Monday, May 7, 2012

Fifty-Two Books: Part 4

Need to catch up on what I've read so far in 2012? Check out the first three parts.

17) "The Book Borrower" by Alice Mattison

I'll admit, I really did not like this book from the get-go. But one of my book club friends kept telling me she LOVED it, and that it took a while to get into but it would get better. She was right; it started getting more interesting around page 80, though I still didn't think it was that exciting a book. It's a story of two women, Toby and Deborah, who have built a friendship over the years. When they first meet, Deborah lends Toby her husband's favorite book, Trolley Girl, about the trolley strike in the 1920s and the resulting accident that ended both the strike and one little girl's life. Over the decades, the book is long forgotten, but the two women must learn to deal with other losses as well.

18) "Dewey: The Small Town Library Cat Who Touched The World" by Vicki Myron

Look at that face on the cover! Every chapter has an accompanying picture of Dewey Readmore Books doing adorable cat things. "Dewey" is a true story about a cat who was found in the library drop box on the coldest night of the year in small-town Spencer, Iowa, and how he unites both the library staff and the entire town of Spencer. It chronicles both Dewey's life and that of the library's director, who is able to better deal with her family and life circumstances through the cat's love. While the writing is quite simple, it was still a cute book and a good autobiography of the librarian and how her life — and many others — changed for the better because of Dewey.

19) "The Truth (With Jokes)" by Al Franken

The follow-up to U.S. Senator and political commentator Franken's book "LIES and the Lying Liars Who Tell Them" (which I also recommend). "Truth" is a brilliant satirical piece that aims to debunk the lies that ran rampant during the 2004 Bush/Kerry election season — by the media, by the government and by the candidates themselves — and the deluded "reality" that the rest of the government tried to bring to existence both pre- and post-election. I listened to both "Lies" and "Truth" on audiobook, which Franken narrates himself, and his arguments are both funny and well-researched. Although Franken is a Democrat, I think "Truth" is a good read regardless of your political alignments, as Franken seems more intent on debunking falsehoods told by those with power than bashing people because of their party ties.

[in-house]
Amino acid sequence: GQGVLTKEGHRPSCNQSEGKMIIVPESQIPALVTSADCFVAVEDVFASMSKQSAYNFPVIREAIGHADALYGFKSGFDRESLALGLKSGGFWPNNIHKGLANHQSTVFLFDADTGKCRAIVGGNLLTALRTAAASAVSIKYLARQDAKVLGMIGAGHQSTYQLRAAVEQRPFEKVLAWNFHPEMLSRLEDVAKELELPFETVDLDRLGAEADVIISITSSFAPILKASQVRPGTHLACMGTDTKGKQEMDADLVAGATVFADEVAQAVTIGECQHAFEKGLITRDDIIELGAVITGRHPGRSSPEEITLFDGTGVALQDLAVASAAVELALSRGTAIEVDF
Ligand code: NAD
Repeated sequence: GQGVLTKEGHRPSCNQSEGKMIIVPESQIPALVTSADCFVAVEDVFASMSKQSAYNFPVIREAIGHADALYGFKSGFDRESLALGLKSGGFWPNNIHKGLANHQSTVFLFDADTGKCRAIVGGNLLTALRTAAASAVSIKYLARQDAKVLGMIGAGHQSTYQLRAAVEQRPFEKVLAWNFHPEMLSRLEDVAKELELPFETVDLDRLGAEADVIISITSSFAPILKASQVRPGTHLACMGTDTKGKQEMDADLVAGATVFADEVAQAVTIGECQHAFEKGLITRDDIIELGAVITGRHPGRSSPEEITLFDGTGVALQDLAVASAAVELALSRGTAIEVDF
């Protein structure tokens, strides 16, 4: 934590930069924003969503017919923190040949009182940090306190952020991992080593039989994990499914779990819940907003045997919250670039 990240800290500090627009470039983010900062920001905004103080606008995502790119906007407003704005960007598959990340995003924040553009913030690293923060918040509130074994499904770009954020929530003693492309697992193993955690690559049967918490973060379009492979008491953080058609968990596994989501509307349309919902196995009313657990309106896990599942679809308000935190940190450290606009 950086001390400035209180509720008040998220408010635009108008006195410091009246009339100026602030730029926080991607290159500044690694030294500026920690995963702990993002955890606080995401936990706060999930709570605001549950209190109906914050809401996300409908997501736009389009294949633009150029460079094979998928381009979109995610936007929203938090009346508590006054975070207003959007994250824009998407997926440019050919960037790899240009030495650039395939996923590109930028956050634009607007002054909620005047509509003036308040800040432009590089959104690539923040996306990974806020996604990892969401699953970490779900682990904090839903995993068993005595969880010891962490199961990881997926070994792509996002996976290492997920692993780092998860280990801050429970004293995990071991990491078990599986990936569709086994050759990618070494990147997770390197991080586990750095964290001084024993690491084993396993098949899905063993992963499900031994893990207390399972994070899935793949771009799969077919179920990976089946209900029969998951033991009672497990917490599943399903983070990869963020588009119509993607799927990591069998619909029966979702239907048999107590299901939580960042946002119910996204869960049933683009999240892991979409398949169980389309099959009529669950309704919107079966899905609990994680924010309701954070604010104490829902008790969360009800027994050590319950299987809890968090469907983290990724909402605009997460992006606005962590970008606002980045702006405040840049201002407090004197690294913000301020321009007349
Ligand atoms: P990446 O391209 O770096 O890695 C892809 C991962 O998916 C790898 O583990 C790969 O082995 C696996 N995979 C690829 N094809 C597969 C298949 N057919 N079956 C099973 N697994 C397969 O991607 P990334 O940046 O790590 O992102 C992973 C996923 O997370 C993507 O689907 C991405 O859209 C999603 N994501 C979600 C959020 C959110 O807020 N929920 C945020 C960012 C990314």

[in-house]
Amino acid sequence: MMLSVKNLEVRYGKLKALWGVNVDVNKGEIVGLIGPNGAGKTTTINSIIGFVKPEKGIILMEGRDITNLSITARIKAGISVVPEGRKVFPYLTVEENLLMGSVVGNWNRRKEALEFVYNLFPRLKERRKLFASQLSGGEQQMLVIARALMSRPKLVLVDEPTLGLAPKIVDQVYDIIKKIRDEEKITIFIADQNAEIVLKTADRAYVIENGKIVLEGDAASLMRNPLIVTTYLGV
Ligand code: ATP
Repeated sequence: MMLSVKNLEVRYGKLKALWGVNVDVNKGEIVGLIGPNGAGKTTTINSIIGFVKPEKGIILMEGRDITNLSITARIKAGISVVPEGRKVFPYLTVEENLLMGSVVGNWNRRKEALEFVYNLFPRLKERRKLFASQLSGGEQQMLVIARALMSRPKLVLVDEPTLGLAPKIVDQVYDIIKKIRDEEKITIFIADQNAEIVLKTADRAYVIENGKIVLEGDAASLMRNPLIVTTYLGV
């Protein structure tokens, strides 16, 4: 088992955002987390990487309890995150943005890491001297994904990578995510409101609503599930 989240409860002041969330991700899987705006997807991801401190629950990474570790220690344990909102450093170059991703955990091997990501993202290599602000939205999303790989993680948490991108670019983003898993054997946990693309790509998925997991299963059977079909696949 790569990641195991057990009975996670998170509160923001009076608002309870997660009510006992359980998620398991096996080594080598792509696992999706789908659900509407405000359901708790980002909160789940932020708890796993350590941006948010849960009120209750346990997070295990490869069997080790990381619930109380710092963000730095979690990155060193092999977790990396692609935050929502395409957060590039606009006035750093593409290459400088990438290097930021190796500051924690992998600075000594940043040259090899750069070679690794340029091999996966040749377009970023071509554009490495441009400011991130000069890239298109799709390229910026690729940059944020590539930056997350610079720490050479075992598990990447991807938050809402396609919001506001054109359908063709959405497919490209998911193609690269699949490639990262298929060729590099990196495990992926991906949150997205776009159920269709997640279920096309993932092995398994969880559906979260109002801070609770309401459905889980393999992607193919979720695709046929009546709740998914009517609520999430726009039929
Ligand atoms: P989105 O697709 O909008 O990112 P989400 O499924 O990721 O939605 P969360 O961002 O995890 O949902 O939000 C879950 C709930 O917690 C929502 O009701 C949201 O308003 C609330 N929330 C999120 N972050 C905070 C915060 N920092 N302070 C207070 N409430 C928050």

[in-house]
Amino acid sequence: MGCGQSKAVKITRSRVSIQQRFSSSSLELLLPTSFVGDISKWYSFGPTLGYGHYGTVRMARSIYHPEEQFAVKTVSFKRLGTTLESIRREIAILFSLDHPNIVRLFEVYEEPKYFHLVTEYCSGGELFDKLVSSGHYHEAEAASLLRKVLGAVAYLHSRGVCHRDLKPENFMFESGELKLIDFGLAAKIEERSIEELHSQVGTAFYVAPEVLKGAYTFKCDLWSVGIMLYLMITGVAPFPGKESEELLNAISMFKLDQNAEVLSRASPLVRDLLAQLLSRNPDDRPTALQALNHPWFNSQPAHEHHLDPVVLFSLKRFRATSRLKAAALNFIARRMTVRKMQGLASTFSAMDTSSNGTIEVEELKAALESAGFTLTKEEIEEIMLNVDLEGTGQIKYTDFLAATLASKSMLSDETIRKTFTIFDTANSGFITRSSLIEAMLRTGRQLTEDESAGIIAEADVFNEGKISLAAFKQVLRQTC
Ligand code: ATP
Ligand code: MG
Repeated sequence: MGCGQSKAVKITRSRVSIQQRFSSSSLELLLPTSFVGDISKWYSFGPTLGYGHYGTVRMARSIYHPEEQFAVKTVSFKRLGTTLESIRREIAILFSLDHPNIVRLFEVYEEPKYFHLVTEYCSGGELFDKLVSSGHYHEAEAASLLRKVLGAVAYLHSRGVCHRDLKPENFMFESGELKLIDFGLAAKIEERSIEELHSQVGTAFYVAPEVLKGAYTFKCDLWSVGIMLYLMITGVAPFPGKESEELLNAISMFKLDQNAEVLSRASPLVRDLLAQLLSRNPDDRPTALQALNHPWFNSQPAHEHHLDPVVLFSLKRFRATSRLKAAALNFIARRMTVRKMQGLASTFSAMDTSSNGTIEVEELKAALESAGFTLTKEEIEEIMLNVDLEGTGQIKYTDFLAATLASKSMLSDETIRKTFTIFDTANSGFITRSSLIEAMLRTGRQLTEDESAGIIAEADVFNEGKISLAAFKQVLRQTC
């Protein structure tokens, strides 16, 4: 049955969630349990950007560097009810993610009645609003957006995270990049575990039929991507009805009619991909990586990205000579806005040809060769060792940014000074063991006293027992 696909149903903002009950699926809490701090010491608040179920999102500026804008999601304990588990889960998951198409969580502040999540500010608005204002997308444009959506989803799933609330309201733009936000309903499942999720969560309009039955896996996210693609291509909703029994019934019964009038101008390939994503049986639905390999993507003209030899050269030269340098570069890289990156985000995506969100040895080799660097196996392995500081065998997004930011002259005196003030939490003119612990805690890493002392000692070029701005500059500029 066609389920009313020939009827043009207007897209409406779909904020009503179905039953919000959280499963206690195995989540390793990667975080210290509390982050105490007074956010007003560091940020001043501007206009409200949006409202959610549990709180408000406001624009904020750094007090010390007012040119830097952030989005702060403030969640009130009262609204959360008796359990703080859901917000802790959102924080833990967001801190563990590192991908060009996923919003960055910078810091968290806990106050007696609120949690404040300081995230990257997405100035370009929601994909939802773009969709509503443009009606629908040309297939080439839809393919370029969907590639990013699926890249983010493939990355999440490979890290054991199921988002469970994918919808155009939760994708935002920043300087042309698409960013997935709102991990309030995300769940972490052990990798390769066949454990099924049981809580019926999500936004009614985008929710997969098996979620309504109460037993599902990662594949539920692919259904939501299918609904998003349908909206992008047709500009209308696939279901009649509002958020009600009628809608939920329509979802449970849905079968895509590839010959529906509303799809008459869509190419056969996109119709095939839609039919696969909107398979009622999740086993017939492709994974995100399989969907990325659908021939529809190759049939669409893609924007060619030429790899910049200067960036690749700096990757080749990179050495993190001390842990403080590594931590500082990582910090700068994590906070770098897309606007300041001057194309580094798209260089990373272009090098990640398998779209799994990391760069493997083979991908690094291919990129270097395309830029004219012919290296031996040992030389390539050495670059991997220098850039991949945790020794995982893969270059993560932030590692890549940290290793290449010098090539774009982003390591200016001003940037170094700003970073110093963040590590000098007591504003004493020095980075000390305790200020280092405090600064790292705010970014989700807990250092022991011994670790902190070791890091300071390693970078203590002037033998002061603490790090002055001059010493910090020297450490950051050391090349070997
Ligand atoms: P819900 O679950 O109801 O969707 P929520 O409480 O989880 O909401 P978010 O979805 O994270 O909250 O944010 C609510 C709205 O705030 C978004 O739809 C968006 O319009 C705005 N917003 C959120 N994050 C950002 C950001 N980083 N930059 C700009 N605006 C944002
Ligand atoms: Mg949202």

20) "House Rules" by Jodi Picoult 

Another book club pick. I know a lot of people that love Jodi Picoult books and a lot of people that dislike them. Personally, I'm not a fan of her constant font-changing depending on which character is narrating, but I like how she is able to take controversial topics and make them interesting and relatable to people who might never experience the things she writes about. In "House Rules," Jacob is an 18-year-old with Asperger's syndrome. Fascinated by crime scenes and forensics, he takes to listening to his police scanner and sneaking out of his mother's house at night to try to solve the cases before the detectives can. The detectives don't seem to mind, until Jacob's tutor is found dead — and Jacob is the prime suspect. I don't think it's spoiler-y to say this, but I was very unsatisfied with the way it ended. And I kept thinking about it for a few days after I finished, and I think I've come to the conclusion that, no matter how many different ways it could have possibly ended, I don't think I would have been satisfied with any of them. (That said, it's good. Go read it.)

21) "Dead Until Dark" by Charlaine Harris

The first book in the series that True Blood is based on. I've never watched True Blood and don't really consider myself that interested in vampires, but I gave the first few books in this series to my Grandma for Christmas one year, and in true Grandma fashion, she read them and gave them back to me. So in case you've been living under this rock with me, here's the scoop. Sookie is a telepathic waitress in a Louisiana bar, who ends up making friends with a vampire named Bill. There have been a string of murders in town, and the townspeople are convinced that one of the local vampires committed the crimes. Although Sookie has made it her mission to not listen into people's minds, her brother and Bill convince her that listening to her patron's thoughts may be the only way to find out who the killer is. I thought it was an interesting read that moved pretty quickly, and I'll probably read the sequel since I already have it.

Do you have a favorite series?


  1. I love, love, love the Sookie Stackhouse books! There are a ton of them and they're all really, really good! I am, embarrassingly enough, continuing to get into YA series. I can't resist 'em!

  2. The true blood series does sound pretty good. I will have add them to my wish list. I like that it is set in Louisiana. hehe. That Dewey book sounds cute too. Love your book reviews.